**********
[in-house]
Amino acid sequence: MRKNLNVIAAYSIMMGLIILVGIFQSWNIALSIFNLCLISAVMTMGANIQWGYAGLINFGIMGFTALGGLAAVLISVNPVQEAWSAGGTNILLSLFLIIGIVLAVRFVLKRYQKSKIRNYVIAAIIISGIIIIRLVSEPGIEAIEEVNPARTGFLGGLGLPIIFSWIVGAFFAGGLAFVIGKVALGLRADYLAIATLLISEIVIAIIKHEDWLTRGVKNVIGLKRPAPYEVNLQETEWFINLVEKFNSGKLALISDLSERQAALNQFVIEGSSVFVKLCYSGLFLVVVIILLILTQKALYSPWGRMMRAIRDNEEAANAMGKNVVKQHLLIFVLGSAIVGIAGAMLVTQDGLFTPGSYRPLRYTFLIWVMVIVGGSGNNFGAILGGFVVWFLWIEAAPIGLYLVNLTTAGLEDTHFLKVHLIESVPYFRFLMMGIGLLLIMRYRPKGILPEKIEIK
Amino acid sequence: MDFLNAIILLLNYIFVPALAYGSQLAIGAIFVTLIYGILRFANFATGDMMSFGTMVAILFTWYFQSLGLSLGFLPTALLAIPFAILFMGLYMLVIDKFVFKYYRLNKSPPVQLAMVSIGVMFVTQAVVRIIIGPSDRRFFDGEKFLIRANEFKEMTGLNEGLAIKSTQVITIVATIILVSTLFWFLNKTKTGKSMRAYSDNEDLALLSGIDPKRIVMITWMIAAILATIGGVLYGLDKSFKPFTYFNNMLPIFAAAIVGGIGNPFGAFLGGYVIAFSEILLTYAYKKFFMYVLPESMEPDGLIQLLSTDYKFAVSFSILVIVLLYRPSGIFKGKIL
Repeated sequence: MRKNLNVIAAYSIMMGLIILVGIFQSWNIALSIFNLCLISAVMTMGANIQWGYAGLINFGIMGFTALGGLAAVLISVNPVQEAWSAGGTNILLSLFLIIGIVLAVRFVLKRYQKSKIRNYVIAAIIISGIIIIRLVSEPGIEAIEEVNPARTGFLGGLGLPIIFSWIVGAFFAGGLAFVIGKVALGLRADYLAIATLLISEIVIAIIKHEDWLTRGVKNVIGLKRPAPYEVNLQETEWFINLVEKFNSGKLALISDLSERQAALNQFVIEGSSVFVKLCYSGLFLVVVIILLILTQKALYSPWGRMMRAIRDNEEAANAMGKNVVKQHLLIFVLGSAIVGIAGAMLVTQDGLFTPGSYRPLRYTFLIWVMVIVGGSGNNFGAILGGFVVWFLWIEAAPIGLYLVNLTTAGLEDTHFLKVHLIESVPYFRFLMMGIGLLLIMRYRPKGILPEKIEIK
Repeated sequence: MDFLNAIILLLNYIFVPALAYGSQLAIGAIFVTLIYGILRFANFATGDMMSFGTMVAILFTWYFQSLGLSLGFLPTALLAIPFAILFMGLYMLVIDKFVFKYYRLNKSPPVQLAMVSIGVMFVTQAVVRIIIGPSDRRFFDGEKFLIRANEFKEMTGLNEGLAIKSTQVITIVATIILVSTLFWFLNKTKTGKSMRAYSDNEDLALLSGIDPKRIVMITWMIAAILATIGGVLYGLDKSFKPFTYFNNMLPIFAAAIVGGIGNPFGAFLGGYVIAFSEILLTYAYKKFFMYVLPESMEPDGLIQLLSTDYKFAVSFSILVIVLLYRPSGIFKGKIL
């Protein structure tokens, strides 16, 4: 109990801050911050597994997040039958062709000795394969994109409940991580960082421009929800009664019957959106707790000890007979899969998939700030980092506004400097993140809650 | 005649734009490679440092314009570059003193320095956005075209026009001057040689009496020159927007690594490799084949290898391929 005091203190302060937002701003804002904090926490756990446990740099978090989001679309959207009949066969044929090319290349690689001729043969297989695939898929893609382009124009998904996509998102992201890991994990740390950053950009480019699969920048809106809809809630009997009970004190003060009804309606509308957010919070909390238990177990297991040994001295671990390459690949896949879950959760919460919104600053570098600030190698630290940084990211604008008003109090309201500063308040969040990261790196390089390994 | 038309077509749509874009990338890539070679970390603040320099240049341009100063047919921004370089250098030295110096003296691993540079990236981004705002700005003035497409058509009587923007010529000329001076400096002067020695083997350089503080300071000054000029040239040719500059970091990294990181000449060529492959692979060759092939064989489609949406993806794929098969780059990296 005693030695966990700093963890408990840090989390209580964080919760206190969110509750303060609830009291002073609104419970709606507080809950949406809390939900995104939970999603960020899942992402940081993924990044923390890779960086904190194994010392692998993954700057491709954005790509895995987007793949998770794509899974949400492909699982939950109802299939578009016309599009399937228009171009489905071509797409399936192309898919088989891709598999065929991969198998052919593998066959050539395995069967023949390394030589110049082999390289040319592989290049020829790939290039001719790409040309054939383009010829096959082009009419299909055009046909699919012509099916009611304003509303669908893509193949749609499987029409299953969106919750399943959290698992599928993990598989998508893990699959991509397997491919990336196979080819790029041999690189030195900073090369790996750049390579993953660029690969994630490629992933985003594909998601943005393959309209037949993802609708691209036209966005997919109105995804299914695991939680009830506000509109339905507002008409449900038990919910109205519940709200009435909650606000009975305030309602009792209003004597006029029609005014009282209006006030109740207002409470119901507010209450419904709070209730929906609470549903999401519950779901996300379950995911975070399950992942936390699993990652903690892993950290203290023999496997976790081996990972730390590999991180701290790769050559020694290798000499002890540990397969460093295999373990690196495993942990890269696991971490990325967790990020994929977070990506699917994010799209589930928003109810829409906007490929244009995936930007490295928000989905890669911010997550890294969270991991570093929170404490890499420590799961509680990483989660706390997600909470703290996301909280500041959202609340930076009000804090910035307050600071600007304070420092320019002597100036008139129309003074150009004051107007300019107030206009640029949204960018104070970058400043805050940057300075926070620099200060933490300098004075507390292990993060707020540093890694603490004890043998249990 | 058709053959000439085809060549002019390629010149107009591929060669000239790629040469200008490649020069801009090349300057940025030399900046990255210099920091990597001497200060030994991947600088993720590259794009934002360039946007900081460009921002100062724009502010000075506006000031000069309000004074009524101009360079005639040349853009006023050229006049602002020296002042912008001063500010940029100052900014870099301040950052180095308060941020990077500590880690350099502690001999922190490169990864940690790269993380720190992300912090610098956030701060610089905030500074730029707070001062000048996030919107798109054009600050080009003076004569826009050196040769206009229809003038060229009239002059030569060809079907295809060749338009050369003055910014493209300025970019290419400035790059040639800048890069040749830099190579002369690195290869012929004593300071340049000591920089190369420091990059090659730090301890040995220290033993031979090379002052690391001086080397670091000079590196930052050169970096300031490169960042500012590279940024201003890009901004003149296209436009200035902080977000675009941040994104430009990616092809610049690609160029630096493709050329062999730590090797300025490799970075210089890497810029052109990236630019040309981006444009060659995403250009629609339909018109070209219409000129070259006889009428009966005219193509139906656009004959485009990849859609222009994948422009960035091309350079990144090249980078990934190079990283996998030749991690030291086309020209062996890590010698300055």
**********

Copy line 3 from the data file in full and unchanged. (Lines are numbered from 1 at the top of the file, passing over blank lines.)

Amino acid sequence: MDFLNAIILLLNYIFVPALAYGSQLAIGAIFVTLIYGILRFANFATGDMMSFGTMVAILFTWYFQSLGLSLGFLPTALLAIPFAILFMGLYMLVIDKFVFKYYRLNKSPPVQLAMVSIGVMFVTQAVVRIIIGPSDRRFFDGEKFLIRANEFKEMTGLNEGLAIKSTQVITIVATIILVSTLFWFLNKTKTGKSMRAYSDNEDLALLSGIDPKRIVMITWMIAAILATIGGVLYGLDKSFKPFTYFNNMLPIFAAAIVGGIGNPFGAFLGGYVIAFSEILLTYAYKKFFMYVLPESMEPDGLIQLLSTDYKFAVSFSILVIVLLYRPSGIFKGKIL